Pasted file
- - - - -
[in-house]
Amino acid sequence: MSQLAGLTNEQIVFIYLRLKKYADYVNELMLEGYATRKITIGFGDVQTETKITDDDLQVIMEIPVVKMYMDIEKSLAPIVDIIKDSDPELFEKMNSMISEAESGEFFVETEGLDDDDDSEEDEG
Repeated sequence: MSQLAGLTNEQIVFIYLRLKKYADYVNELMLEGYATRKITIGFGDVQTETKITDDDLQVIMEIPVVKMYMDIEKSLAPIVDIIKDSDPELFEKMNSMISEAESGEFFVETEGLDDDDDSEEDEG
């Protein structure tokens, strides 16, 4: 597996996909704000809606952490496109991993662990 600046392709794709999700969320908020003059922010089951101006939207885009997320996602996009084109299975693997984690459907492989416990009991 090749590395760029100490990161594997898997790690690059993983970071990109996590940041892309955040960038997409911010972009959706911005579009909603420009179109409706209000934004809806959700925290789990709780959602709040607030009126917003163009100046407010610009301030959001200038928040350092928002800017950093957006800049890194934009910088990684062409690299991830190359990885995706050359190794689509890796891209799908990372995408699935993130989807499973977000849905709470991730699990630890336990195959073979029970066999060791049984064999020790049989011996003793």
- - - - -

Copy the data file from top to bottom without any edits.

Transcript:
[in-house]
Amino acid sequence: MSQLAGLTNEQIVFIYLRLKKYADYVNELMLEGYATRKITIGFGDVQTETKITDDDLQVIMEIPVVKMYMDIEKSLAPIVDIIKDSDPELFEKMNSMISEAESGEFFVETEGLDDDDDSEEDEG
Repeated sequence: MSQLAGLTNEQIVFIYLRLKKYADYVNELMLEGYATRKITIGFGDVQTETKITDDDLQVIMEIPVVKMYMDIEKSLAPIVDIIKDSDPELFEKMNSMISEAESGEFFVETEGLDDDDDSEEDEG
């Protein structure tokens, strides 16, 4: 597996996909704000809606952490496109991993662990 600046392709794709999700969320908020003059922010089951101006939207885009997320996602996009084109299975693997984690459907492989416990009991 090749590395760029100490990161594997898997790690690059993983970071990109996590940041892309955040960038997409911010972009959706911005579009909603420009179109409706209000934004809806959700925290789990709780959602709040607030009126917003163009100046407010610009301030959001200038928040350092928002800017950093957006800049890194934009910088990684062409690299991830190359990885995706050359190794689509890796891209799908990372995408699935993130989807499973977000849905709470991730699990630890336990195959073979029970066999060791049984064999020790049989011996003793």